Saudi Arabia’s police minister said foreign residents can, in principle, carry weapons, easing restrictions in the face of a wave of militant bombings, attacks and kidnappings targeting Western workers.
Some foreign companies and embassies have asked Saudi authorities to ease rules barring private security guards from carrying weapons, a Western diplomat said.
“In principle, a citizen has the right to carry a licensed weapon, and so does the resident, if he senses danger he can carry a personal weapon as he does in his country,” Police Minister Prince Nayef said at a press conference Wednesday night.
Under Saudi law, foreigners — even security guards — cannot have weapons, while Saudis must apply for a permit. Nayef’s comments suggested foreigners would now be allowed to seek permits, though he did not elaborate.
Nayef also said Saudi authorities are still searching for the body of Paul Johnson, the American engineer was who slain Friday by his captors, six days after he was kidnapped in the Saudi capital.
8.8 million foreign workers
Al-Qaida-linked militants in Saudi Arabia have hiked up their campaign of attacks, targeting foreign workers with a bloody assault on a Riyadh housing compound in May that killed 22 people, a series of shootings and the kidnapping-beheading of an American hostage.
The bloodshed has spread fear among foreign expatriates who form a key labor force. An estimated 8.8 million foreigners work among 17 million Saudis in the kingdom. Most hold low-skill jobs, but many work in the oil, banking and other vital sectors.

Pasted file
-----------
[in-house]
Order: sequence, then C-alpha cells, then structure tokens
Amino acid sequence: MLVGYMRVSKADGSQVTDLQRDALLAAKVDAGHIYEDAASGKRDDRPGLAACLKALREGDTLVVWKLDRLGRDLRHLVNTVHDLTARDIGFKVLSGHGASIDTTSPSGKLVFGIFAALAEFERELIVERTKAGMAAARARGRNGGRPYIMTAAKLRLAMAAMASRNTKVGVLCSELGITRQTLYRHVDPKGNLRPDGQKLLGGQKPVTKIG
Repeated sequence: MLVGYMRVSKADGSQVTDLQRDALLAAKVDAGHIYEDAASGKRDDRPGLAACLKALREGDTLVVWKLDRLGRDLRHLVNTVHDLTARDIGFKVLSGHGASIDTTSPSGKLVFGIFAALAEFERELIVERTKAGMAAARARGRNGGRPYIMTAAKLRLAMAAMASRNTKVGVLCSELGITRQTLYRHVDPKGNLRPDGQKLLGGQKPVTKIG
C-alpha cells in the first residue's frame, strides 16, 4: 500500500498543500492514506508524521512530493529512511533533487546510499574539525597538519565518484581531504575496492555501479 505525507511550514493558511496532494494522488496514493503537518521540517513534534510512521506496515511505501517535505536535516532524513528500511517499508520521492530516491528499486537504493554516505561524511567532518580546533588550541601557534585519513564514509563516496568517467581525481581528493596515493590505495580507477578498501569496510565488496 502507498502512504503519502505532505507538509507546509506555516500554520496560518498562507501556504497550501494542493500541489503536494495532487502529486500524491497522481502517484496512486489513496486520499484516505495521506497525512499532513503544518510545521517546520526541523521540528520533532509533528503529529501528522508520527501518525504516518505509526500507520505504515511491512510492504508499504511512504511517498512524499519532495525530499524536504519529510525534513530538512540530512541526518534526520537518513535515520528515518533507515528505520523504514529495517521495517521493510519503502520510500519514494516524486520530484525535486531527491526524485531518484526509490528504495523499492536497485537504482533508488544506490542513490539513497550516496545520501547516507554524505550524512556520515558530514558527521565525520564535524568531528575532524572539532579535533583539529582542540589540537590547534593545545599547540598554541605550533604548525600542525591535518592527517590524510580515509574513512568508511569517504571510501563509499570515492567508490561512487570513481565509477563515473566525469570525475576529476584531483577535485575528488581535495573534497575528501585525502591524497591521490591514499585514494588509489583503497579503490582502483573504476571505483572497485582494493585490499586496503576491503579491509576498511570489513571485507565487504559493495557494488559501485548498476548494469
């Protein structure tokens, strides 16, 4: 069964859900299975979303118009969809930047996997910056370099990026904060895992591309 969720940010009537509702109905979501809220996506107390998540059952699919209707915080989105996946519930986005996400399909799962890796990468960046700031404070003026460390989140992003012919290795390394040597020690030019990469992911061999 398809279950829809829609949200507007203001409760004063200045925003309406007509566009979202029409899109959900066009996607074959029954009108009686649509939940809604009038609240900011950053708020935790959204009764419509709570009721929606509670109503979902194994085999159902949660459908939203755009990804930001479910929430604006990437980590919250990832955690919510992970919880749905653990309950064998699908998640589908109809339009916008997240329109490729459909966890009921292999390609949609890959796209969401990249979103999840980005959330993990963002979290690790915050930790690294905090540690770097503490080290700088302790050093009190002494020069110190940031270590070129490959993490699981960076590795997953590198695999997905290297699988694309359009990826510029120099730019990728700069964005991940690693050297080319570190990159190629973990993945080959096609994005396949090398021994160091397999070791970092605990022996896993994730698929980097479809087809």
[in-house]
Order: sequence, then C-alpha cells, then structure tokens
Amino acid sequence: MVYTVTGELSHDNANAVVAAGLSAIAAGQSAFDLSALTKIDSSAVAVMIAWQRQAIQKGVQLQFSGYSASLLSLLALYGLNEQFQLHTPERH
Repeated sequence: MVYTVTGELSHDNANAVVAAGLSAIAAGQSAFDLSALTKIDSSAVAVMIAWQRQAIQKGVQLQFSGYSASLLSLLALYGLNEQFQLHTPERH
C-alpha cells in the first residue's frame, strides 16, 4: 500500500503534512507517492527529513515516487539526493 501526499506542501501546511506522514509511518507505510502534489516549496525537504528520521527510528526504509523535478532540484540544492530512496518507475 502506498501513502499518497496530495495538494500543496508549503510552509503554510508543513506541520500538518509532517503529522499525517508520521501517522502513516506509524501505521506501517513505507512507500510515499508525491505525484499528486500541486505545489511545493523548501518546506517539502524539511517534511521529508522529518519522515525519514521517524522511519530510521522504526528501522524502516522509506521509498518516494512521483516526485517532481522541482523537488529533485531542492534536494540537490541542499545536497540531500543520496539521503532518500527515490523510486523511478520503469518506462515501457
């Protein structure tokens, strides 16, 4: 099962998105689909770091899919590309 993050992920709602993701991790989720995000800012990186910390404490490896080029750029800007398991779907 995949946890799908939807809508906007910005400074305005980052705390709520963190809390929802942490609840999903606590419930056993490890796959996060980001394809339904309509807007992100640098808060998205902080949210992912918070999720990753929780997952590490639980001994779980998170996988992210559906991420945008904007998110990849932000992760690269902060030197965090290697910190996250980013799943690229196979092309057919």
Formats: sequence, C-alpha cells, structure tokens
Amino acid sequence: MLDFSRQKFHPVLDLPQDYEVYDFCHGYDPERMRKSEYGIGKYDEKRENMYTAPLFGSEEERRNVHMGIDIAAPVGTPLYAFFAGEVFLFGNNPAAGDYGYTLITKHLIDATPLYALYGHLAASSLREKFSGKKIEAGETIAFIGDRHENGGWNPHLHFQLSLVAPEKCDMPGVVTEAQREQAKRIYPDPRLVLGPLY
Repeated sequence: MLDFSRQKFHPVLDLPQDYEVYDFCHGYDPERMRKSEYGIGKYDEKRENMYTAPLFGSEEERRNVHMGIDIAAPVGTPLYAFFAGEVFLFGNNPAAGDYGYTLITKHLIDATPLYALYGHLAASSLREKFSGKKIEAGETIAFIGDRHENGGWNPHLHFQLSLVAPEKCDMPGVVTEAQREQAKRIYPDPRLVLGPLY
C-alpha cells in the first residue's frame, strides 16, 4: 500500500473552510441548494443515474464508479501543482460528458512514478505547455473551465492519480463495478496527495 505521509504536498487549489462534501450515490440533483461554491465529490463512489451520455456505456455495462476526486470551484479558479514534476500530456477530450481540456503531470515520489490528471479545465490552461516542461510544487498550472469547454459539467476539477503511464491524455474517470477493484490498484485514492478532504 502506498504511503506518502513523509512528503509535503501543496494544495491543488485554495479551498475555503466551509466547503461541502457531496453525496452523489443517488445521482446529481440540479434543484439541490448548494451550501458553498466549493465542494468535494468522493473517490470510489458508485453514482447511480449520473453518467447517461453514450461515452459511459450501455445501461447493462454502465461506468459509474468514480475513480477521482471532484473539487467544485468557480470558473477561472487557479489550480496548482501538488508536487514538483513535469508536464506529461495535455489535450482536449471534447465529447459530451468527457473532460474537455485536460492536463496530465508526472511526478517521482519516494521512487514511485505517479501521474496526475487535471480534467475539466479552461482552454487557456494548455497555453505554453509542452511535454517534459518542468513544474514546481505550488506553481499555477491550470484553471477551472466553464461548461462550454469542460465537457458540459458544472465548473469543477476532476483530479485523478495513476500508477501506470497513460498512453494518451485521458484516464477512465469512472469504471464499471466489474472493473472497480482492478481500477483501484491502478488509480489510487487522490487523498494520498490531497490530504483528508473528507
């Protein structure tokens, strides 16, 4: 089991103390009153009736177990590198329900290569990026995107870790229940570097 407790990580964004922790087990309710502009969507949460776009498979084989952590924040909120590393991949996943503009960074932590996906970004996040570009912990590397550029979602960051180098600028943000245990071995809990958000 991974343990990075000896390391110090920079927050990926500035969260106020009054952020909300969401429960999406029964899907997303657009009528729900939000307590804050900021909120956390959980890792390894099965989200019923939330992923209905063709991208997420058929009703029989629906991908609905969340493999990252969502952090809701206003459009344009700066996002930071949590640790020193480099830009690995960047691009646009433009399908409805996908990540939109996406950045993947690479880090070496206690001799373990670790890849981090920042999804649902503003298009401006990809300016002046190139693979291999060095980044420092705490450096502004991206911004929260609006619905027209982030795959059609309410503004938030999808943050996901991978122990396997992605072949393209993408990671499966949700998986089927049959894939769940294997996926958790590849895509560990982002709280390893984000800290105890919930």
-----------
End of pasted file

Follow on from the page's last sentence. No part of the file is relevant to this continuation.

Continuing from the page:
The kingdom’s rulers on Wednesday gave militants a month to surrender and save their lives, or else face the government’s “full might.”
Crown Prince Abdullah, the kingdom’s de facto ruler, issued the ultimatum Wednesday in the name of King Fahd, his ailing half brother.
“We swear by God that nothing will prevent us from striking with our full might, which we derive from relying on God,” Abdullah said, using some of the strongest language yet against militants.
Limited amnesty offered
Abdullah offered a limited amnesty to anyone who has not yet been “arrested for carrying out terrorist acts” — saying only those who committed acts that hurt others would be prosecuted, and no one who turns himself in would face the death penalty.
Late Thursday, the Interior Ministry said a wanted militant surrendered to police “hours after” the amnesty announcement. Saaban bin Mohamed bin Abdullah Alleihi al-Shihri, who has been in hiding for almost two years, was sought in a “security-related case,” the ministry statement said without elaborating.
Al-Shihri’s name does not appear on a list of 26 most-wanted Saudis. The ministry said he can stay with his family until investigations begin.
Adel al-Jubeir, the foreign affairs adviser to Crown Prince Abdullah, later told The Associated Press that Abdullah’s offer should not be interpreted as an attempt to broker a deal with terrorists and said security forces would not let up in their pursuit of militants during the month.
Year of violence
In Saudi Arabia, the wave of violence began May 12, 2003, when car bombs targeted three compounds housing foreign workers, killing 35 people, including nine suicide bombers.
A U.S. State Department warning released Wednesday reminded “American citizens of the continuing serious threat to their safety while in Saudi Arabia.”
Bahraini officials, meanwhile, added police officers on and stationed coast guard vessels near the 15-mile causeway that links the island state to Saudi Arabia.
A Bahraini security official said no threat against the bridge had been received, but the government was taking steps in response to the series of Saudi terror attacks. Some oil workers have begun moving to Bahrain from Saudi Arabia.